German social networks were in danger to break. Social security has been fixed now, but it still would be better if the demographic situation would be better, e.g. more children.

With regard to globally decreasing inequality I was referring to income gini. Your sources are just talk, if you like numbers, you will like this page.
The Chinese source is mainly talking about what developing countries should or should not do. That's not the point. The point is, that we should be open for them. US protectionism would have killed the Chinese economic miracle. And our openness is exactly what makes the pressure on wages in our countries. In 20 years this is over. Let China, India and Brasil become half as rich as the developed world and you will see that gloablisation starts to become a better game for workers. In the meantime the go has to help those who can't live from their work in the developed world.

Der Amerikaner ist die Orchidee unter den Menschen
Volker Pispers

by Martin (weiser.mensch(at)googlemail.com) on Tue Feb 19th, 2008 at 08:23:36 AM EST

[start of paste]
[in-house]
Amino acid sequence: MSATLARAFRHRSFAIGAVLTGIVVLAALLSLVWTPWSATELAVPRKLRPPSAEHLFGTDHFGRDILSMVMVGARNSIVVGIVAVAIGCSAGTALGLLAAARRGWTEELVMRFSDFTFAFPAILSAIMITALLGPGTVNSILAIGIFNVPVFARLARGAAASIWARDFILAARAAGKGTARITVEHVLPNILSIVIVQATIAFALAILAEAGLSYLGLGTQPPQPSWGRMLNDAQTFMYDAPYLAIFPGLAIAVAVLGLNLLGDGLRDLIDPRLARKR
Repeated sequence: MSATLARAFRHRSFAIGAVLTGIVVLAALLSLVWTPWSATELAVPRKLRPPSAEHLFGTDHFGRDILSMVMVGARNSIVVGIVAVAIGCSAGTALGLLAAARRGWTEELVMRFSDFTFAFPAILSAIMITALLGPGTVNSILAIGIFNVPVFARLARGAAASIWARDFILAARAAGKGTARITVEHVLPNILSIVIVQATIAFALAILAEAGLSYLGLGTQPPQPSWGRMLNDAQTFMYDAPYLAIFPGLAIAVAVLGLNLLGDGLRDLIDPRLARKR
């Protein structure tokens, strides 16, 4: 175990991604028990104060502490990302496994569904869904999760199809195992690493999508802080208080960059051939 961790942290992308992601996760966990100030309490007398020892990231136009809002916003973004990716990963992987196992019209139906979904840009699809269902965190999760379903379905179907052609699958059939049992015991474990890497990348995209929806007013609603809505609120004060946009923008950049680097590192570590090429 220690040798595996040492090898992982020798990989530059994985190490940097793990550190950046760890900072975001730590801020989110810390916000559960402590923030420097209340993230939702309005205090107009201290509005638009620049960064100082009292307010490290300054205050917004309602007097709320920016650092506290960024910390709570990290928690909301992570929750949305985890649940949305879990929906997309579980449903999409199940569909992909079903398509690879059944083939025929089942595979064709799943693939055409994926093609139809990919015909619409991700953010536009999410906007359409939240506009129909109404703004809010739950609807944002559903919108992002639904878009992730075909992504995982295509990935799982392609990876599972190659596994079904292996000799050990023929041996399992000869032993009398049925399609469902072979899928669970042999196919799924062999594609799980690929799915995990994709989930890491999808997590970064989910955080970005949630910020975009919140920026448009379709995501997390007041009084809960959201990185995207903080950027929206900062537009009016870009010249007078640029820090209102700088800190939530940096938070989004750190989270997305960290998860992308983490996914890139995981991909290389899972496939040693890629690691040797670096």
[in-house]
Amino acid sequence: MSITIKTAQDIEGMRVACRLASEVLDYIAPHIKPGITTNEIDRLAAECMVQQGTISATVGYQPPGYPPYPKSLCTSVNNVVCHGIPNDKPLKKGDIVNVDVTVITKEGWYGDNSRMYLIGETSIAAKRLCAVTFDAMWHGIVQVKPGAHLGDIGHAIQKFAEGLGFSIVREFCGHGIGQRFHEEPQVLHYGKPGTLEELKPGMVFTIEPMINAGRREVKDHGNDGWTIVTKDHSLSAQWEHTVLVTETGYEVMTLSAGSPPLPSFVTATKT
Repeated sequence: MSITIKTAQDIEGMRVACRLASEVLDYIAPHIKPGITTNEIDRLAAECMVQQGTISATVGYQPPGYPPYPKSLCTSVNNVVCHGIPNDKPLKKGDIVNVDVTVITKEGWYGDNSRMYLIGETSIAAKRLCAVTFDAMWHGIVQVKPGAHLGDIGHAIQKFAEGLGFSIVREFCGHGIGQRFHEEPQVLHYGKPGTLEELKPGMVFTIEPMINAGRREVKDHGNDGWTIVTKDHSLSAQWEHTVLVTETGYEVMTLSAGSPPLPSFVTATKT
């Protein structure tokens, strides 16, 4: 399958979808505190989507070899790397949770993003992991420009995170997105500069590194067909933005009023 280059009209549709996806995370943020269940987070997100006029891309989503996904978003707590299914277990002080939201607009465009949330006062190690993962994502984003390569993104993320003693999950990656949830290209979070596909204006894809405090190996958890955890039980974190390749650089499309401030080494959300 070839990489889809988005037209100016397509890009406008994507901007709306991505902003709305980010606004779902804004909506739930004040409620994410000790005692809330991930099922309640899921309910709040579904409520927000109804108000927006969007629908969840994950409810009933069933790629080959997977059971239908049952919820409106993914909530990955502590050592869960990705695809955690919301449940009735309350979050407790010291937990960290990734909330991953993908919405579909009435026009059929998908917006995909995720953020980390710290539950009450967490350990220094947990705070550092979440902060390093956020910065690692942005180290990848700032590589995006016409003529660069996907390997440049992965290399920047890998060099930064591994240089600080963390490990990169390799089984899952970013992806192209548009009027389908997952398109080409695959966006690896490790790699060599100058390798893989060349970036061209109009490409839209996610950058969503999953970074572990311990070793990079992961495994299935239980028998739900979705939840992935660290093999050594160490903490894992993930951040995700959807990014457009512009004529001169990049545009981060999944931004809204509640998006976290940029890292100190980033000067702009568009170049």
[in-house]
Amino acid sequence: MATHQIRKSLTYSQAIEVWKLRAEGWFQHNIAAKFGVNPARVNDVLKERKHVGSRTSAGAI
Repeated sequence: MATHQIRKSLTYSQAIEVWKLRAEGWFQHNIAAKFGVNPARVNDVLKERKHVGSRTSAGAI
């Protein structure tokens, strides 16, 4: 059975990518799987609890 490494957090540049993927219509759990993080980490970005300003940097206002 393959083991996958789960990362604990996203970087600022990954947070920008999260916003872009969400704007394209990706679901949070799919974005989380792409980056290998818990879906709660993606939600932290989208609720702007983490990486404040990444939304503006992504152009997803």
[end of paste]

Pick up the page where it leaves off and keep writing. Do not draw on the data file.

[ Parent ]
I have never and will never advocate getting rid of the welfare system (which in the US was abolished by Bill Clinton).

Ronald Reagan and Bush the Greater, actually. Clinton just presided over the funeral. But hey, who's counting.

I would like to have a google, yahoo, microsoft, ebay, facebook or so.

Actually, I could do without a Microsoft in the Union. Microsoft should never, ever, in any properly managed universe have become as big as they did. In fact, they should have been killed off in their fight against IBM which had a clearly superior system but unfortunately also had clearly inferior lawyers.

That being said, however:

  • I see your eBay and raise you a Skype.

  • I see your Google and raise you a Nokia.

  • I see your Yahoo and raise you a Zentropa.

  • I see your FaceBook and raise you a Kazaa.

It is not at all obvious that Europe offers less fertile grounds for creative start-up companies - whether in the IT sector or anywhere else.

And I would point out that in quite a lot of areas, Europe is doing a lot better than the US:

  • US cars, for example are notorious for their inability to handle even moderately unfriendly weather conditions.

  • European power plants are better across the board than their American counterparts.

  • When was the last time an American railroad ran on time?

  • Hollywood.

And our openness is exactly what makes the pressure on wages in our countries. In 20 years this is over. Let China, India and Brasil become half as rich as the developed world and you will see that gloablisation starts to become a better game for workers.

A rather deterministic view of history for a non-Marxist. If their labour organises, if labour unions don't undercut each other across country borders and if something serious is done about flag-of-convenience countries, then yes. But all three will require political will and political action.